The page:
I feel that I have more reason to take umbrage with Final Fantasy XIV than most, as I have discussed. This was an MMORPG that I decreed as so desirable that I would purchase a new PC, opted for the more expensive, special edition, and settle in for extended revelry on my 20th birthday.
Now without sounding like a petulant child, the fact that I was indeed celebrating the date of my second decade of life was important to me. I had found that preceding birthdays were mostly met with relentless optimism and joy – and this all changed as I struck the fateful “2″ and “0″.
Because, for all of my new PC gadgetry, Raptor mouse capabilities, and Razer keyboard tomfoolery, none of the collective shiny objects could make Square Enix’s MMO sequel any good. It was almost as if the developers had shipped only a graphical concept by mistake, leaving a piece of software bereft of entertainment as a result.
Eventually I would write a small impression piece about the game, to which on that special, special day, I received a personal MMORPG.com message “Complaining about grinding makes me think your some WoW (redacted) who wants his max level handed to him on a (redacted) silver platter. If your such a pansy (redacted) lazy (redacted) -tard then go back to playing WoW or whatever (redacted) kiddy games you’re used to. Next time you write a (redacted) article you better be a bit more objective you stupid (redacted).”
Imagine if you will, a demented clown smashing up your birthday cake whilst trying desperately to tongue kiss your mother as a blimp slowly floats by bearing the moniker “welcome to maturity”. This was how I felt on my very special day.
So it was with a certain amount of trepidation and caution that I have approached Final Fantasy XIV in the ensuing years. It wasn’t just how bad the MMO was, but the unrelenting attitude of a certain amount of players. The type of people with such unyielding enthusiasm and loyalty that you would imagine they spent their offline hours exploring wardrobes convinced that the portal to Narnia was “just in the next one”.
The sheer bloody-mindedness of fans continued and to some extent has damaged Final Fantasy XIV’s reputation. Periodically I would return to the game to test new patches and updates, praying for an iota of worthwhile gameplay, but would always come up short. Writing duties would be met, and always, always comments would await me like a punch in the gut: how dare I call the obviously rubbish game, that the developers themselves have declared as rubbish, rubbish?
So with Realm Reborn in the pipeline and off in the distant future, I felt a certain degree of fatigue with the fourteenth instalment of the game. Beaten down by expectation and the fact that I had the dubious pleasure of pointing out exactly how things were going for the MMO patch by patch. When the beta invite came I was almost ready to throw down my gunblade and retire to Midgar but I decided to fight one last battle.
And I’m so glad that I did. While Final Fantasy XIV A Realm Reborn isn’t perfect, Square Enix have managed to take the bare ingredients of the initial game, and reform them into something pleasant, enjoyable, and dare I say exciting.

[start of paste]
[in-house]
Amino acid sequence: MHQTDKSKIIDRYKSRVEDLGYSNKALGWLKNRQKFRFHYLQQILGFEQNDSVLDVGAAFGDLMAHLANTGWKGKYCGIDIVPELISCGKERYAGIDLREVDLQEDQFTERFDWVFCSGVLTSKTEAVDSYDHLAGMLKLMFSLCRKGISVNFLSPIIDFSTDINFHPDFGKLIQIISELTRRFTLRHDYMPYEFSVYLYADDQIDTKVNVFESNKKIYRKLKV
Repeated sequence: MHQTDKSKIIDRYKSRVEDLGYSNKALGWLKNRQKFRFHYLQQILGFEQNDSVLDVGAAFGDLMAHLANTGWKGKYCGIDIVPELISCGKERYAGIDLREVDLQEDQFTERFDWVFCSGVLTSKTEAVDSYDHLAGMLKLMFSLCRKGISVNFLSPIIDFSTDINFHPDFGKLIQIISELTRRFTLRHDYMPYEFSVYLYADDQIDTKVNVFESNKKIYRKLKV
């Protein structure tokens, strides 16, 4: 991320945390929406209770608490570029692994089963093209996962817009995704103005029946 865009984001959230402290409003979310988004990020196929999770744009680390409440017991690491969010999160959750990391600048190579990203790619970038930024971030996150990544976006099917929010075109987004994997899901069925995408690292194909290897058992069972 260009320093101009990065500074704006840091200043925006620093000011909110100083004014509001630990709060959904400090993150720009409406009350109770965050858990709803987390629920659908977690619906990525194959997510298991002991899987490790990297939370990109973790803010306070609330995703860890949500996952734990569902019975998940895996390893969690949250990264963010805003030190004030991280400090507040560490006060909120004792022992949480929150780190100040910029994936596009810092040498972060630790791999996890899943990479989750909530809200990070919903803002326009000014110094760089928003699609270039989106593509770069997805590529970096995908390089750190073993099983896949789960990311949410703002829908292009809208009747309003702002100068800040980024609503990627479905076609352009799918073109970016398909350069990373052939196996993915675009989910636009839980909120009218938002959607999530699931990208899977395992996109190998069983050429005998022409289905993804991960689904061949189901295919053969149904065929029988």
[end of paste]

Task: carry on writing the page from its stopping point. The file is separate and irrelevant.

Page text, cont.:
While my experiences of Final Fantasy XI are limited, this latest MMO seems to straddle the line between reverence to the source and accessibility. No longer are there mechanics and nuisances somewhere lost in translation, instead Realm Reborn seems plainly obvious whilst managing the same kind of swagger as World of Warcraft.
Which isn’t to say that it copies Blizzard. On the contrary, while many might feel that Square Enix have tried to jam the Final Fantasy peg into the Azeroth mold, I think that the developers have gone deeper, somewhere further back. When I wander through Ul’Dah I invoke EverQuest, Anarchy Online, and Dark Age of Camelot.
If possible, Final Fantasy XIV seems more nostalgic and not your average cut-and-paste clone in that it, seemingly, gives players the element of choice. Multiple classes, multiple races, multiple starting cities, multiple zone exits and entrances, and so on. Each environment seems to be fuelled with a level of nostalgia and built with a sense of “this is here, because it just is”. Square Enix have managed to instil a sense of texture into their MMO which is rarer and rarer – buildings, scenery, design flourishes are placed there because they further the sense that this is a place: and this place exists.
Of course, as pointed out by our fine writer, Robert Lashley, there are issues alongside the positives, and it doesn’t completely reinvent the wheel, but Final Fantasy XIV does manage to conjure a better sense of occasion and adventure. Over numerous hours I have already poured into the game, I feel like I have progressed, and in ways unlike my fellows players: we don’t have the same quest reward swords, or the same tunics, and while I know these skills, they know others.
I must say that I am impressed with Square and their latest MMO, which is a confusing feeling to harbour after so many years of disappointment. I find myself itching to play more and more, crying off other commitments to uncover the next vista or simply complete my hunting log.
Whether or not the end game, PvP, or attached baubles are worthwhile seems elementary at this point. I know that I have found something enchanting within the adventure, and my mind hasn’t simply turned to the checklist of activities. I believe in the world, and I am having fun. For however long it lasts, I know that Square Enix have at least salvaged their reputation: even in beta Final Fantasy XIV is truly reborn.